Mike Myers and Nelson Laffey discuss the future of one of the community outreach programs, Laffey’s Fix-It Cafe. The Fix-It Cafe allows anyone to bring in broken items for Laffey to repair, while he also gives instruction on how it's done.
Nelson Laffey, a Vietnam War veteran and founder of Fix-It Cafe, repairs a hygrothermograph that was donated to the Repurposing Project. Laffey has a self-proclaimed “collecting disease,” which goes hand in hand with his ability to fix any forgotten item.
A squeaky pink pig sits in the sunshine on a floral couch. It appears as if it's waiting for someone to give it a new life.
After relocating in December, Gainesville’s “creative reuse center” expanded from 3,000 feet to 13,000 feet.
The Repurpose Project, founded in 2012, is a nonprofit organization that salvages discarded materials for reuse. It has nearly quadrupled in size since its December relocation to 1920 NE 23rd Ave., two doors east of Satchel’s Pizza.
For three years, the project was located at 519 S Main St. in an area locals refer to as the “SoMain artist community.” The project was previously housed by a building that was built in 1929. The building, originally owned by the city and used for bus repair, changed hands a few times before the Mathia family bought it.
In August 2014, the Mathia family sold the building back to the city to build a new fire station, and the project was faced with the challenge of finding a new home. Mike Myers, co-founder of the Repurpose Project and owner of its sponsor organization Bearded Brothers Solutions, began searching for the new location.
After looking at four or five buildings, Myers found the location that had held Mallard’s Upholstery for over six decades. Myers and his co-founder, Sarah Goff, began to develop a relationship with Satchel Raye of Satchel’s Pizza and the area known as Northeast Industrial Park.
“We soon found out it was being referred to as Northeast Indie Park by the artists that are beginning to call it home,” he said. “All of these positive aspects of Satchels, Northeast Indie Park, and a local artist community fit into our business plan and the Mallard building became our first choice.”
Myers and Goff went in search of funding after deciding on the new location. Following a year of uncertainty, one anonymous family purchased the Mallard building. They now lease it to the project.
“We managed to move everything at the same time that we were setting up the new building,” he said.
“Our deadline was Oct. 31 and we made the last load on Oct. 31, Halloween Day, and were open at the new Repurpose Project the next day.”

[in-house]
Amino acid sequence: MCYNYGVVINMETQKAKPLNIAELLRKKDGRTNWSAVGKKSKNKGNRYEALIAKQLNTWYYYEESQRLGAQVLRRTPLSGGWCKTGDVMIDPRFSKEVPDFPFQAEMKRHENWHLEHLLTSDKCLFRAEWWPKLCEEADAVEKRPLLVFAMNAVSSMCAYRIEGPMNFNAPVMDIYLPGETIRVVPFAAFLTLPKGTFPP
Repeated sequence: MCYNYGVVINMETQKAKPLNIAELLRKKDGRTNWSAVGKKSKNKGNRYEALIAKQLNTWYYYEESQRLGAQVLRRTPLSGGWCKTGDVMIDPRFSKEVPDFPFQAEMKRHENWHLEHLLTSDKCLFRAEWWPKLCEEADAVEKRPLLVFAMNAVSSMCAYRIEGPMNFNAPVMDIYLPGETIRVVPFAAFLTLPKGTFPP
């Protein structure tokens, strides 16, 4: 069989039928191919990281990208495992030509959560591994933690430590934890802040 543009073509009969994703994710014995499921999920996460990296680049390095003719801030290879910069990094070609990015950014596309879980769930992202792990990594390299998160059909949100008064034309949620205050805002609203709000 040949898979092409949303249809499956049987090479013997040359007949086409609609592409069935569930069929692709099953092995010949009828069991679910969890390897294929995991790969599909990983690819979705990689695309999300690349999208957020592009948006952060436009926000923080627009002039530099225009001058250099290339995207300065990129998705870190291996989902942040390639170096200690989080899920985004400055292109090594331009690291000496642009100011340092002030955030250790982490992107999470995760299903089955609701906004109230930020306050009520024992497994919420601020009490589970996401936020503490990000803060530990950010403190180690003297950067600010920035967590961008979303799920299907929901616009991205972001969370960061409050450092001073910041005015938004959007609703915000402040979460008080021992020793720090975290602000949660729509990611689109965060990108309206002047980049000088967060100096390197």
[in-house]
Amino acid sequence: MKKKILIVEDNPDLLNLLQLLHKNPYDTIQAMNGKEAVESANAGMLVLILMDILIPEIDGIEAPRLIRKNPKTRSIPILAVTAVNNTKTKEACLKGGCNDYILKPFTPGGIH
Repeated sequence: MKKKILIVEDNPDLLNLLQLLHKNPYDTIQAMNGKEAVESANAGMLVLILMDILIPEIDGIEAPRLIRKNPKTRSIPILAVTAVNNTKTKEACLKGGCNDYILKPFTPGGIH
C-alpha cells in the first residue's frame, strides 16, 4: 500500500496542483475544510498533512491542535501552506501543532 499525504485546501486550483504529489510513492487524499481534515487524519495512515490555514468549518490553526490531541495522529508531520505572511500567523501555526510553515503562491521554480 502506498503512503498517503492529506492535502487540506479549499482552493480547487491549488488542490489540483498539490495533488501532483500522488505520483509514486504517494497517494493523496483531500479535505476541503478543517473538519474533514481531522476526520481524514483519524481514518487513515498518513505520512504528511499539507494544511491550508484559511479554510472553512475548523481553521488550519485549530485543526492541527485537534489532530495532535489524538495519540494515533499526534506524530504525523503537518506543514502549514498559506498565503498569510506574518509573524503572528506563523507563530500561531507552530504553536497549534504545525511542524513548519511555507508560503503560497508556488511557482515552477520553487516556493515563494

The move has brought many positive changes for the organization, Myers said. The relocation has allowed for expansion, strategic partnership opportunities and new customers. Myers said the move was a blessing.
“Now we’re in a much better location in a much bigger building, and things are going a lot better,” he said. “It works for them, and it works for us.”
With the motto, “Buy used, save the planet,” the Repurpose Project works to reduce industry impact on the environment through conservation of water, energy, shipping, packaging and raw materials.
“We’d like to take what we divert from the landfill and offer it up for creative reuse to artists and individuals in the community, so that it can have another life,” he said.
The store has a never-ending inventory of items: office and art supplies, party supplies, wires and discarded electronics are scattered throughout the building.
The Repurpose Project uses a sliding price scale to make the recycled items affordable to everyone, Myers said. Known as backward bargaining, patrons are given the opportunity to choose what they think an item is worth, so that people of all income levels can reap the benefits of buying used.
“A homeless person can buy something like a flashlight for 50 cents, and someone else might say that it’s worth $3. It’s all a donation to us,” Myers said. “We probably get more money that way, because people are generous. They like what we’re doing and they want to support us.”
Emily Bonani, a 21-year-old sculpture major, has been purchasing materials from the project for two years. During her last venture to the compound, she bought two steel doors that she reused to create a double-sided planter.
“I like the initiative to salvage old materials,” Bonani said. “Everything is no longer being used for its original purpose, and I love the idea of creating a new life for it.”
The anchor of the success of the Repurpose Project is the Gainesville community, Myers said.
“When we have excess proceeds from our sales, we blend that into the community through education about sustainability by doing projects with students so that they can understand that there’s other ways to use what’s thrown away,” he said.
Sharon Althouse, a longtime volunteer at The Repurpose Project, believes in the mission of the project and loves interacting with the customers.
“I love opening up and seeing things that come in,” she said. “It’s like a treasure hunt every day.”
The move has brought a brighter future for the Repurpose Project, which intends to make use of its new space backyard by building a garden, a kids play area and a permanent event area.
“It’s being paid forward by everybody. The community, us, everybody,” Myers said. “And sustainability is the winner.”
Commissioners passionately expressed their disappointments, concerns, rebuttals and hope for the future before unanimously approving a motion to add a discussion of racial and equity disparities to the agenda of the next joint meeting.